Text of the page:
If I were founding a university--and I say it with all the seriousness of which I am capable--I would found first a smoking room; then when I had a little more money in hand I would found a dormitory; then after that, or more probably with it, a decent reading room and a library. After that, if I still had money over that I couldn't use, I would hire a professor and get some text books.
This chapter has sounded in the most part like a continuous eulogy of Oxford with but little in favour of our American colleges. I turn therefore with pleasure to the more congenial task of showing what is wrong with Oxford and with the English university system generally, and the aspect in which our American universities far excell the British.
The point is that Henry VIII is dead. The English are so proud of what Henry VIII and the benefactors of earlier centuries did for the universities that they forget the present. There is little or nothing in England to compare with the magnificent generosity of individuals, provinces and states, which is building up the colleges of the United States and Canada. There used to be. But by some strange confusion of thought the English people admire the noble gifts of Cardinal Wolsey and Henry VIII and Queen Margaret, and do not realise that the Carnegies and Rockefellers and the William Macdonalds are the Cardinal Wolseys of to-day. The University of Chicago was founded upon oil. McGill University rests largely on a basis of tobacco. In America the world of commerce and business levies on itself a noble tribute in favour of the higher learning. In England, with a few conspicuous exceptions, such as that at Bristol, there is little of the sort. The feudal families are content with what their remote ancestors have done: they do not try to emulate it in any great degree.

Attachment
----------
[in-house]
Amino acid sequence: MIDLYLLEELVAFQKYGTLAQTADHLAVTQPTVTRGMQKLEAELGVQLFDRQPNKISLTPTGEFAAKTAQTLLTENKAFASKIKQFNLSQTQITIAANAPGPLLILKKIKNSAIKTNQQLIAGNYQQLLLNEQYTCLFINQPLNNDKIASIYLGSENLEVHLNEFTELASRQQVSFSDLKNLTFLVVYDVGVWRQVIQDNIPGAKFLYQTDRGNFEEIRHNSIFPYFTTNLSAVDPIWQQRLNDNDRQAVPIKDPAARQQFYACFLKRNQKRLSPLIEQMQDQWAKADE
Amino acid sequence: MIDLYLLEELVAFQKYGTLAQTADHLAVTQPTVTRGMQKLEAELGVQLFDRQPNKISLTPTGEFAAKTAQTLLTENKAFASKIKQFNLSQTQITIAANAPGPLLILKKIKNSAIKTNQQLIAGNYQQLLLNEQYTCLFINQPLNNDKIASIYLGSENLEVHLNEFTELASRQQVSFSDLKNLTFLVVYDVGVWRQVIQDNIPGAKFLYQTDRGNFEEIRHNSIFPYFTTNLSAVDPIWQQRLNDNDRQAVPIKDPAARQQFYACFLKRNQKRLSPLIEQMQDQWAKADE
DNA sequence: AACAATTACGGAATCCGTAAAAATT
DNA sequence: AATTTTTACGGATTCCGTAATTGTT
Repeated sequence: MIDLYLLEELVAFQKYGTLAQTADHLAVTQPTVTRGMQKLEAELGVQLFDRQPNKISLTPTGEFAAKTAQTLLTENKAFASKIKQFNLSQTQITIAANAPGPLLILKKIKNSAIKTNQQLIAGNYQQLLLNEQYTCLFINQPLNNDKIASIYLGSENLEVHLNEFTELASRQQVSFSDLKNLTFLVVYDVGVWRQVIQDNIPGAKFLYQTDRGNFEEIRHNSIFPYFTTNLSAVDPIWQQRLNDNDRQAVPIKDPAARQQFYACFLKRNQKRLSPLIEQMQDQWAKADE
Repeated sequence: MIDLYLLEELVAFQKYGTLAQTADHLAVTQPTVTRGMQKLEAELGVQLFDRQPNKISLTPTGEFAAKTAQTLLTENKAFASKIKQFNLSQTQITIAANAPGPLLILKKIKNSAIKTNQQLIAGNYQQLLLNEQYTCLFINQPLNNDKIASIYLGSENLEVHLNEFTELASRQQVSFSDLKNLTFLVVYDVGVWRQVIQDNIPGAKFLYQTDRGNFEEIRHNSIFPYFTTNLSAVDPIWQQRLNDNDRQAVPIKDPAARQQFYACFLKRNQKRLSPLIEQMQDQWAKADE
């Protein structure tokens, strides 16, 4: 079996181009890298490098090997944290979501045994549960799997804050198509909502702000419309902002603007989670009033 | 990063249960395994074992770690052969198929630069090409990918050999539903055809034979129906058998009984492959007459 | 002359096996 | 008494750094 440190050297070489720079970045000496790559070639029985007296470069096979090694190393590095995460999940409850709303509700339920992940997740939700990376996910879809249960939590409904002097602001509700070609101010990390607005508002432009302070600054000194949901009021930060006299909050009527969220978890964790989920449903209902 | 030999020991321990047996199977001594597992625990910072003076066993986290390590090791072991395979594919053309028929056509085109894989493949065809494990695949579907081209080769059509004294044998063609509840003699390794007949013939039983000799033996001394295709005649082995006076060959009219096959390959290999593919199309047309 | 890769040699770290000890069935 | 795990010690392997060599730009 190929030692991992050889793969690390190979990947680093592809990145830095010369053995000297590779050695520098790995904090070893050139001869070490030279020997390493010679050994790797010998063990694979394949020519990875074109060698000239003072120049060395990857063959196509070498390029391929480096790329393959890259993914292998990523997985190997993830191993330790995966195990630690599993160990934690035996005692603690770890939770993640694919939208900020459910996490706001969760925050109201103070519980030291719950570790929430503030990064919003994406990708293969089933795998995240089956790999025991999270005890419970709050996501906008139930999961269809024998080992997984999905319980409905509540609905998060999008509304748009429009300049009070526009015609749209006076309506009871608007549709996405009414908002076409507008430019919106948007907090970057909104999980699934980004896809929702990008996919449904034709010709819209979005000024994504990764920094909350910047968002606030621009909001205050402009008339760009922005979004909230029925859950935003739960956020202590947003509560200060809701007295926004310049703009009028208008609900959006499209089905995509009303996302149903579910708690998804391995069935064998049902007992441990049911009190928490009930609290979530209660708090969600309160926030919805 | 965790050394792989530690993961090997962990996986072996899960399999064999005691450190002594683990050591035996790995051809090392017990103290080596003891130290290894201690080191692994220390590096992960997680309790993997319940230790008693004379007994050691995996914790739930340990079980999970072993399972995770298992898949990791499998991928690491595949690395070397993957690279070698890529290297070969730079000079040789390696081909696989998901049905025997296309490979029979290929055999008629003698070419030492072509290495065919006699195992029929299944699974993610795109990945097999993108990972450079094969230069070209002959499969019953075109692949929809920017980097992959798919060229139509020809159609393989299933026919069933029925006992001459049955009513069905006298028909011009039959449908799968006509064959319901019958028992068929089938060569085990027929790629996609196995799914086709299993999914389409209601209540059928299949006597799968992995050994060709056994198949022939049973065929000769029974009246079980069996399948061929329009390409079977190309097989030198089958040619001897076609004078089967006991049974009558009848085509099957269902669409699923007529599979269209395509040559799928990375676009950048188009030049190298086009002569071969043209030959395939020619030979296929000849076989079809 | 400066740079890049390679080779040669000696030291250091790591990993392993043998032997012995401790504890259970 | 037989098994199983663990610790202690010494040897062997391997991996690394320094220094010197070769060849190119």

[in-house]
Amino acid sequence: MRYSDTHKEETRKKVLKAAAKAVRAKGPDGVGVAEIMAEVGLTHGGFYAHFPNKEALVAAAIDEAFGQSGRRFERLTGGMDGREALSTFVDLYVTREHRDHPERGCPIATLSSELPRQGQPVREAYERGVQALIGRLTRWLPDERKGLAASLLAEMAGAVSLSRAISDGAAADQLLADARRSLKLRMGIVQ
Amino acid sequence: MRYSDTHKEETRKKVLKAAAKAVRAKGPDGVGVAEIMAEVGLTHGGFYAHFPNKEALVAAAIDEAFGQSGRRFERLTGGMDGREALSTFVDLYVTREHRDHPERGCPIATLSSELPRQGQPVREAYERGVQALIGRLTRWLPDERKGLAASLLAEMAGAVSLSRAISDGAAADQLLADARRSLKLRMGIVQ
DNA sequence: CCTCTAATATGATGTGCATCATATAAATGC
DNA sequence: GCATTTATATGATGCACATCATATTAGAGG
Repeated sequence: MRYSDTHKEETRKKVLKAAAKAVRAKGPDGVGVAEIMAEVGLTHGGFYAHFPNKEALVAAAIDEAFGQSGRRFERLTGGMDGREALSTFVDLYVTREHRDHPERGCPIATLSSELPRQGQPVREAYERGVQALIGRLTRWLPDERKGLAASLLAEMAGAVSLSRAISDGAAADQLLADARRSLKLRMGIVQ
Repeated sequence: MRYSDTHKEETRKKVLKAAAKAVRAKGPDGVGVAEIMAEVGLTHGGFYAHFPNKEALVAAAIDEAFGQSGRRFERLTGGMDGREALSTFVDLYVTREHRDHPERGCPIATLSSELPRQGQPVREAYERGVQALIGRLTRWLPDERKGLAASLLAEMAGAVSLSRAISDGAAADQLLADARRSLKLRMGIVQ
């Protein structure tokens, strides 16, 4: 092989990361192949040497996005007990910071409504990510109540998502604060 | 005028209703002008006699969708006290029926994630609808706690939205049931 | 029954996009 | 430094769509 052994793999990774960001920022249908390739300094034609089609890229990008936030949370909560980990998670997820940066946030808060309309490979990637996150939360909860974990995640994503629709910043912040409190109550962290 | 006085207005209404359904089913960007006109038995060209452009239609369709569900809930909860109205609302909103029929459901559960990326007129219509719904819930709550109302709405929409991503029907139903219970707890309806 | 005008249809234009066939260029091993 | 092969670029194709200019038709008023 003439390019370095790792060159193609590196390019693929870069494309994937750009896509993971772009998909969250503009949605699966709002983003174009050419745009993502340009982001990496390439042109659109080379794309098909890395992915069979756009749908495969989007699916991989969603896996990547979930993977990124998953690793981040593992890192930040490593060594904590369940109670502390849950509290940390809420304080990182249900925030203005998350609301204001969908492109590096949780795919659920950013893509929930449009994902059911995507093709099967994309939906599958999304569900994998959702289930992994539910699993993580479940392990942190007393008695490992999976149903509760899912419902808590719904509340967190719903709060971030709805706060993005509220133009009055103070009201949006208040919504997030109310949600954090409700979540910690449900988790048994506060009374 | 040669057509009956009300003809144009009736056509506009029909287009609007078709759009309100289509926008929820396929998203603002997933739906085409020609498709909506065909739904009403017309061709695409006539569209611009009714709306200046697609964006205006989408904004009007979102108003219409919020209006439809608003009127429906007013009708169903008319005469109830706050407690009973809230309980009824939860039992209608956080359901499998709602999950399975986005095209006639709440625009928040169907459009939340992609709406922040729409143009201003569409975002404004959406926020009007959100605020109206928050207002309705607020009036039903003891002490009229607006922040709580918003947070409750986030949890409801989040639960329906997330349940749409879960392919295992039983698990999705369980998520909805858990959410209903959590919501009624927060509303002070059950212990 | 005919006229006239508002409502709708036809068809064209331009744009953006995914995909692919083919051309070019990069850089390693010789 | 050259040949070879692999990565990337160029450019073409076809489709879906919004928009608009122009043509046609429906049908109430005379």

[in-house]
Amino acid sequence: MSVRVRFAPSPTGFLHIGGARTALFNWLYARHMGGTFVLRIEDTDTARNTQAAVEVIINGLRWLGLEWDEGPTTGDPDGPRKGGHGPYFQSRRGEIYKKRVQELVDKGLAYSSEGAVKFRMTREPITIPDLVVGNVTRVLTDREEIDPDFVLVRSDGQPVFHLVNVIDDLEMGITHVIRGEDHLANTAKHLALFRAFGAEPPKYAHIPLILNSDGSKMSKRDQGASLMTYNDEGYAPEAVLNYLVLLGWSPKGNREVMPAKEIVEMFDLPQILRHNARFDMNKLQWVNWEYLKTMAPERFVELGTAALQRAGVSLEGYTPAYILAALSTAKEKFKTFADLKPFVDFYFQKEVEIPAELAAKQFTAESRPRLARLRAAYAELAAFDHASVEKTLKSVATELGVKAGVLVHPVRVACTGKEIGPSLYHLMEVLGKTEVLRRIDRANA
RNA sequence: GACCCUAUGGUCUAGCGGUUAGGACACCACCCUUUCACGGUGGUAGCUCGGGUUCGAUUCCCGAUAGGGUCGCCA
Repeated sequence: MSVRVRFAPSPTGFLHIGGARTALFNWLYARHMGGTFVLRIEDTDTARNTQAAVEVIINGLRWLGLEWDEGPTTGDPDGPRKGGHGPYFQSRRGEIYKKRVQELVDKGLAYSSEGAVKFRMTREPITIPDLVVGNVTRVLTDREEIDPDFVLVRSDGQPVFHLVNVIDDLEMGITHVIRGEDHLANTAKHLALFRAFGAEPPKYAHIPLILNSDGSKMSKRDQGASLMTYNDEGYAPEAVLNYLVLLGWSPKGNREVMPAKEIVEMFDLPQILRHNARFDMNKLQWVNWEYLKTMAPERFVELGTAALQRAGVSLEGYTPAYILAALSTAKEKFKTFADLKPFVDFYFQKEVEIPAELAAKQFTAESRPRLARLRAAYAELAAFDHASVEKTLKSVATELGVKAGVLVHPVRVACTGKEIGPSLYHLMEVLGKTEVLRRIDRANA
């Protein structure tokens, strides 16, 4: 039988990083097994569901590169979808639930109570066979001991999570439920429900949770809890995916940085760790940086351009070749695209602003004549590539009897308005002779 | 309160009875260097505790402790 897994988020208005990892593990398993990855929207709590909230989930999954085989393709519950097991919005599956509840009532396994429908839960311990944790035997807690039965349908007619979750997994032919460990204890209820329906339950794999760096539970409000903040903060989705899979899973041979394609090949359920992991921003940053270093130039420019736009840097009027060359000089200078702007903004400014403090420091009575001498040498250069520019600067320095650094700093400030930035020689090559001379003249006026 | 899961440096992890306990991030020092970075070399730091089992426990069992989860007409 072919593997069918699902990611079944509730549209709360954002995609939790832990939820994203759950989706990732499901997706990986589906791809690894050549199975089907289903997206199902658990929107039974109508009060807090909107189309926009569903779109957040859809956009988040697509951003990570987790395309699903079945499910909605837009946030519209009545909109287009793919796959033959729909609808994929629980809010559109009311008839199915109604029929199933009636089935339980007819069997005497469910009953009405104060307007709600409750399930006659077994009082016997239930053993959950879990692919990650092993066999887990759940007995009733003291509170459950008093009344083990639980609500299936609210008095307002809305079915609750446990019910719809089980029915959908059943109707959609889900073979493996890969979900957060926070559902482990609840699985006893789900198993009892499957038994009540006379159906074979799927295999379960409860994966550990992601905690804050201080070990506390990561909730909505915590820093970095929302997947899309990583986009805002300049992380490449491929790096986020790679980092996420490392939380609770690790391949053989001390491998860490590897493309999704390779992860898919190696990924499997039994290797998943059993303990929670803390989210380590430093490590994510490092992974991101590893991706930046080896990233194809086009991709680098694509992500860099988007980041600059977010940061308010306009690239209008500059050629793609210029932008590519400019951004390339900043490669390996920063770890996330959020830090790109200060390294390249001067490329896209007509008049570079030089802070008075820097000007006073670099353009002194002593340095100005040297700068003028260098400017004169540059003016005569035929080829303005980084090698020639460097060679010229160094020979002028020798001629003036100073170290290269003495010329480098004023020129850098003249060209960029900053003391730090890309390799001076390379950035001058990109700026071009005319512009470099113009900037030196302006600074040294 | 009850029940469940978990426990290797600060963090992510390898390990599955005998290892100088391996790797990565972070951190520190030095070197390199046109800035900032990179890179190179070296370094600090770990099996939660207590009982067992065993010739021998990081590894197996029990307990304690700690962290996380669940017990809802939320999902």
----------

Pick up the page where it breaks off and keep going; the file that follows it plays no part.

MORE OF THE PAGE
In the long run this must count. Of all the various reforms that are talked of at Oxford, and of all the imitations of American methods that are suggested, the only one worth while, to my thinking, is to capture a few millionaires, give them honorary degrees at a million pounds sterling apiece, and tell them to imagine that they are Henry the Eighth. I give Oxford warning that if this is not done the place will not last another two centuries.
VI.--The British and the American Press
THE only paper from which a man can really get the news of the world in a shape that he can understand is the newspaper of his own "home town." For me, unless I can have the Montreal Gazette at my breakfast, and the Montreal Star at my dinner, I don't really know what is happening. In the same way I have seen a man from the south of Scotland settle down to read the Dumfries Chronicle with a deep sigh of satisfaction: and a man from Burlington, Vermont, pick up the Burlington Eagle and study the foreign news in it as the only way of getting at what was really happening in France and Germany.
The reason is, I suppose, that there are different ways of serving up the news and we each get used to our own. Some people like the news fed to them gently: others like it thrown at them in a bombshell: some prefer it to be made as little of as possible; they want it minimised: others want the maximum.
This is where the greatest difference lies between the British newspapers and those of the United States and Canada. With us in America the great thing is to get the news and shout it at the reader; in England they get the news and then break it to him as gently as possible. Hence the big headings, the bold type, and the double columns of the American paper, and the small headings and the general air of quiet and respectability of the English Press.